“Right now, the LeFleur Lakes project is a concept. We can’t go from A to C and bypass B. The first thing to even make it happen is to take care of the environmental issues. That’s where we’re at right now. In the next 60 days, the draft impact study should be done,” said Rhoads, who is also president of the Airport Parkway Commission.
Jackson businessman Con Maloney is the Hinds County representative to the Rankin-Hinds Pearl River Flood and Drainage Control District. He said in a statement that the prospect of the LeFleur Lakes flood control project becoming a reality has never been greater.
Maloney said McGowan, an entrepreneur and geologist, is to be commended for “his vision, perserverance and for most recently the Corps of Engineers confirmation earlier this year of his idea that flood control and economic development can compliment one another.”
“That’s why we at the Rankin-Hinds Pearl River Flood and Drainage Control District, made up of representatives of each of the cities directly impacted by the project as well as both Rankin and Hinds counties, stepped up three years ago to be the federally required local partner,” said Maloney.
Maloney said the district has worked closely with the Corps of Engineers to evaluate the concept and update the 1996 levee plan. “We and the Corps have committed time, staff and over $2 million to update the project, so far,” he said.
“Clearly, a project of this magnitude requires a community consensus. Lately, there have been some suggestions in some area media by supporters of this project that the Airport Parkway project and the Lefleur Lakes projects are mutually exclusive — that one would doom the success of the other.
“Not being directly involved in the Airport Parkway project, it is our understanding that it is a federally authorized and funded transportation corridor. We see no direct correlation in the parkway and the construction of the LeFleur Lakes project,” said Maloney.
Maloney said other differences will surely emerge in the coming weeks. “But this project, while born of a single person’s dream is now the collective property of all of us. This will have to be a consensus project, and a project that works within the constraints of the political realities, and the federal environmental guidelines, as well as one that can attract funding from both public and private sources,” he said.
Achieving the dream
“How ironic it will be if we look back in 10 years and see that our dreams died, not because of opposition, but because the most passionate supporters couldn’t reach a consensus on how to work within those constraints and still achieve the dream,” said Maloney.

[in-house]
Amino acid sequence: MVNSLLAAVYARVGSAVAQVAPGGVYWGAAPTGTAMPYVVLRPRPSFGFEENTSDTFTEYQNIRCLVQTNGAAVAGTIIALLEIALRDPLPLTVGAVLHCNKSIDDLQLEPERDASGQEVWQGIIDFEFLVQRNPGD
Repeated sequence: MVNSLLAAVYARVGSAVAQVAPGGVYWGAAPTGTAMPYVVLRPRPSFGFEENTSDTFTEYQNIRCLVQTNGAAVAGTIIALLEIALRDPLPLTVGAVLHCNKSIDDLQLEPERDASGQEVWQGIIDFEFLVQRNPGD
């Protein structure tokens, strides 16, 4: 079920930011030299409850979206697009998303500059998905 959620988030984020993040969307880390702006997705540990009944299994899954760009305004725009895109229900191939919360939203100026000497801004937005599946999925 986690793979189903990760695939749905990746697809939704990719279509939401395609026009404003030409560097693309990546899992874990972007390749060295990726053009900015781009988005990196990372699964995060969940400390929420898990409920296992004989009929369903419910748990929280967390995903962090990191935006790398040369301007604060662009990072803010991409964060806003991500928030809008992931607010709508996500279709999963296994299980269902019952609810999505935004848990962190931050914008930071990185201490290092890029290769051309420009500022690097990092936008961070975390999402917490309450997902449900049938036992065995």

Bill McDonald, an engineer with Waggoner Engineering, one of three engineering firms in the Mississippi Engineering Group, a consortium involved with the project, said, “We have a great deal of respect for John McGowan. He has a brilliant idea.”
“The process taking place right now is a high altitude, very conceptual planning process. The court has stated the project is feasible and that it will provide requisite benefits,” said McDonald.
McDonald said the study includes a feasibility part, which looks at physical components to ensure flood control will be provided. The second part will determine any impact to the environment.
The study costs $2.8 million and began about two years ago. Gary Walker, overall project manager for the study, said, “It remains to be seen how the project will proceed.”
“It could become a non-federal project or a federal flood control project or it could cease. We have made some modifications to make the plan work. It still has two lakes,” said Walker.
Changes to the plan bother McGowan and Robert Muller, a consulting engineer, who was hired by McGowan to work on the project. “As far as we can tell, it doesn’t provide the flood benefits of the original design. They’ve deconstructed the plan making it unfeasible,” said Muller.
Muller said one feature making the plan unfeasible is a system of levees that he claims would be too expensive to build when considering the cost of the property being protected.
Integral issue: the island
Another feature in the original plan that Muller and McGowan consider an issue is the island in the middle of the lakes.
He noted in the original plan the island is located directly across from downtown Jackson, a site chosen for economic development reasons and because of the realities of the river’s geography.
Muller said the island has been shifted approximately one mile to the north. There is another problem aside from moving the island away from the downtown area, according to Muller.
“The island as they’ve designed it requires filling in the deep area of the river channel and excavating the shallower neighboring flood plain,” said Muller.
He said this will significantly increase the cost of building the island.
According to Muller, the only access to the island as he has seen in the most current rendering of the project would be from off Lakeland Drive with no direct access from downtown.
But, said McDonald, “nothing has been designed at this point.” He noted McGowan’s ideas could be incorporated into the design of the project in the future.
Meanwhile, McGowan wants to take his project to the people. He plans to present the results to the Rankin-Hinds Pearl River Flood and Drainage Control District. “I’d like to see other groups take this project over,” said McGowan.